flying_pig.jpg

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Is this fcking amateur hour? Never sell bruv. Just rent it out? Sure. Just bang the rents up? Granted. But SELL?? Are you FCKING INSANE bruv??! 

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1 hour ago, thewig said:

Is this fcking amateur hour? Never sell bruv. Just rent it out? Sure. Just bang the rents up? Granted. But SELL?? Are you FCKING INSANE bruv??! 

sure you not on the bitcoin thread. ??

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I only pick up the London freebie papers now to read the weekly property section. Each week a young couple are quoted saying at least one of the following:

  • ·         The property is close to their jobs in London so they have saved on transport/time commuting

  • ·         They will soon be ‘staircasing’ to increase their ownership %

  • ·         They are paying less than they were in rent

  • ·         Constant references to the “Crossrail effect” and how their investment will pay off because prices will go up

  • ·          They are close to amenities that would be of interest to young Millennials

  • ·         They would not have been able to buy without shared ownership aka if you want to buy in the SE this is the only game in town short of inheritance.

I am pretty sure that some of the quotes must be made up because there are simply far too many references to the “Crossrail effect”.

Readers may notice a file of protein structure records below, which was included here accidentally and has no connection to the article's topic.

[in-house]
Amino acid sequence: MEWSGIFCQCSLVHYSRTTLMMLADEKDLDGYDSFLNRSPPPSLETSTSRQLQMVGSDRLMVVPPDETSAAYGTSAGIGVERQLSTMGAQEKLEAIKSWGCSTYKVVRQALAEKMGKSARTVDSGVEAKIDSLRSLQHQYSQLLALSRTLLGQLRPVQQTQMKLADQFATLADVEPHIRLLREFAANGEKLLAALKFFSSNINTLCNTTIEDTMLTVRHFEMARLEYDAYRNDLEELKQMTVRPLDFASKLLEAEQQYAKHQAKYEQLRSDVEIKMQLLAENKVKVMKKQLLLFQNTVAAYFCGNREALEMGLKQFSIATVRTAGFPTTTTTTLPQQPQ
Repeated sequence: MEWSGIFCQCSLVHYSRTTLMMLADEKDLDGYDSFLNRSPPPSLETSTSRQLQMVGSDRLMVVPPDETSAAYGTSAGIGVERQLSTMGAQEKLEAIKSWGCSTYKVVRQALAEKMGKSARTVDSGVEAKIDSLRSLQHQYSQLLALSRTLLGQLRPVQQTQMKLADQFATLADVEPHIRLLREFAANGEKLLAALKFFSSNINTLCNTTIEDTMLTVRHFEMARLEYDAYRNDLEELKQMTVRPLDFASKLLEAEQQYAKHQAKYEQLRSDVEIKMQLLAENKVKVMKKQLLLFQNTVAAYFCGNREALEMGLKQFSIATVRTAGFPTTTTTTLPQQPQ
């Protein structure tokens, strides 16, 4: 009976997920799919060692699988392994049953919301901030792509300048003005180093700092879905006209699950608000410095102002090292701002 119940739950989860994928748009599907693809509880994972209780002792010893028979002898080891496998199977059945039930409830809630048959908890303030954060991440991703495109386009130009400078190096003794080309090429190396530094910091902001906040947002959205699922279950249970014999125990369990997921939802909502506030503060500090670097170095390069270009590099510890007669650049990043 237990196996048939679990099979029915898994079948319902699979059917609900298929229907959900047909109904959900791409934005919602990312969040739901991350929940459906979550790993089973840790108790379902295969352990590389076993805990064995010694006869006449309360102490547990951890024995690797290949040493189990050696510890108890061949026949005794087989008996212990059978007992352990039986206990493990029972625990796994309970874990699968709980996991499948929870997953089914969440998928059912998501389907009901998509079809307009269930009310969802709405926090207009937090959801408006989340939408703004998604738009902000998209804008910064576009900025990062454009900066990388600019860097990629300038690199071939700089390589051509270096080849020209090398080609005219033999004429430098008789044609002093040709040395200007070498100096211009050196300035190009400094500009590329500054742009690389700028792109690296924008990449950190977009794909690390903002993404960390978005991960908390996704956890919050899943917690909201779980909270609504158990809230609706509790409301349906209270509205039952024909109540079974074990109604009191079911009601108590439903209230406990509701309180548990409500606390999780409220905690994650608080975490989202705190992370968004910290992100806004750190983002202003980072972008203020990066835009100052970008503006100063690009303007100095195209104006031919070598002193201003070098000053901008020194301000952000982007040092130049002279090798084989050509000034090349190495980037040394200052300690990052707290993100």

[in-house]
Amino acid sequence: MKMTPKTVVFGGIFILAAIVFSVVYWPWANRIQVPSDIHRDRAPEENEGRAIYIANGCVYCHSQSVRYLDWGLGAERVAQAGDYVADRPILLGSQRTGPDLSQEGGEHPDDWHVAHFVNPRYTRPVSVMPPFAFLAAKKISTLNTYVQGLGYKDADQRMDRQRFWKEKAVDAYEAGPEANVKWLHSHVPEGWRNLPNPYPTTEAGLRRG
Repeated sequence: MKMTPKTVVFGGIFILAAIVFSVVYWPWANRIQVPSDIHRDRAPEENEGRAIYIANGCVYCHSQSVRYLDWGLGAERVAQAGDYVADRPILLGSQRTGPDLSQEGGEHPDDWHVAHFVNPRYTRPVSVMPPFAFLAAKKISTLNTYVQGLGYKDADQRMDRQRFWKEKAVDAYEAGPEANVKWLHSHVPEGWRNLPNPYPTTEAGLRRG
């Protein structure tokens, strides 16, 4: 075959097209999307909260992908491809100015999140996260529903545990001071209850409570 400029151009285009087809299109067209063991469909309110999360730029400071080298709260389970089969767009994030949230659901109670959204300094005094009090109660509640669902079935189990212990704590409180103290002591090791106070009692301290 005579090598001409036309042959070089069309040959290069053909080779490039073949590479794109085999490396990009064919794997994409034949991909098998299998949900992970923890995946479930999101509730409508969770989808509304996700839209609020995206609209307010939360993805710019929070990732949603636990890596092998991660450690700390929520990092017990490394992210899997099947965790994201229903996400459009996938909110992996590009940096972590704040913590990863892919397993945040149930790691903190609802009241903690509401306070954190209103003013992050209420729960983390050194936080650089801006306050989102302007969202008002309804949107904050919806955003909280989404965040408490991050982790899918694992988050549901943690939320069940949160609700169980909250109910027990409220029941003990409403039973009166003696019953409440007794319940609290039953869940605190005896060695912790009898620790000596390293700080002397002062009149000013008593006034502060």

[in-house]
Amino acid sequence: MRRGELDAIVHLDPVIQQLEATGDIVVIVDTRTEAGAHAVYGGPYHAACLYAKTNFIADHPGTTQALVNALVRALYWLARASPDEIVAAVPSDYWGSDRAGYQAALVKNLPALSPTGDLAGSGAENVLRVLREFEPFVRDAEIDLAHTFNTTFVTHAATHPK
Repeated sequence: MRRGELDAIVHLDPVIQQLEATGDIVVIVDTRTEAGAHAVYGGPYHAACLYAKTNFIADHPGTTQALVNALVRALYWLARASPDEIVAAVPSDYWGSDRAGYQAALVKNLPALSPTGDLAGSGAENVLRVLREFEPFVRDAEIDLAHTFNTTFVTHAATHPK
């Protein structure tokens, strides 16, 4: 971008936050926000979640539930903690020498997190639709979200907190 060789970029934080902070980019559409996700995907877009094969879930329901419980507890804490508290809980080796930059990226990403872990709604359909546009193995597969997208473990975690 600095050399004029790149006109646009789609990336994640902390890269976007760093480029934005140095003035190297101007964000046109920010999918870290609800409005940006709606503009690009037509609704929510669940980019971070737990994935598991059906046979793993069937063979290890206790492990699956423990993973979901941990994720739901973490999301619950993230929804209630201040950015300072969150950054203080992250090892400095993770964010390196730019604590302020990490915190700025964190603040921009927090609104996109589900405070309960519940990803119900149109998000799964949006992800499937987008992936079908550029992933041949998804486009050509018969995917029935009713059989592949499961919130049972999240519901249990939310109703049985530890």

While reading these articles you look around the tube carriage and see loads of adverts for shared ownership as well. All contain young people who are happy and confident.

The shared ownership adverts remind me in many ways of the university propaganda I encountered during my 20s. You are being sold a dream.

Meanwhile, I’ve just returned from a tip to a provincial Northern town with decent transport links into Liverpool and Manchester where there are flats for FTBs selling for between 70k and 80k. I’ve come to realise that is a far more sensible next step.

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On 22/02/2019 at 08:50, Clarky Cat said:

Secondly the likelihood is that Help to Buy has caused significant inflation of new build prices relative to resales.

I believe this must be true, but I have yet to come across any studies that put a figure on it. My gut feeling is that HTB eligible new-builds must lose a significant percentage from the moment the first sale is agreed and the property loses its new-build status. I wonder what that percentage is? There is no doubt that a significant number of FTBs can only buy by using the HTB scheme, so who are the current HTB owners planning to sell their FTB-suitable second-hand homes to (at an even higher price)?

Edited by mattyboy1973

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8 minutes ago, mattyboy1973 said:

I believe this must be true, but I have yet to come across any studies that put a figure on it. My gut feeling is that HTB eligible new-builds must lose a significant percentage from the moment the first sale is agreed and the property loses its new-build status. I wonder what that percentage is? There is no doubt that a significant number of FTBs can only buy by using the HTB scheme, so who are the current HTB owners planning to sell their FTB-suitable second-hand homes to (at an even higher price)?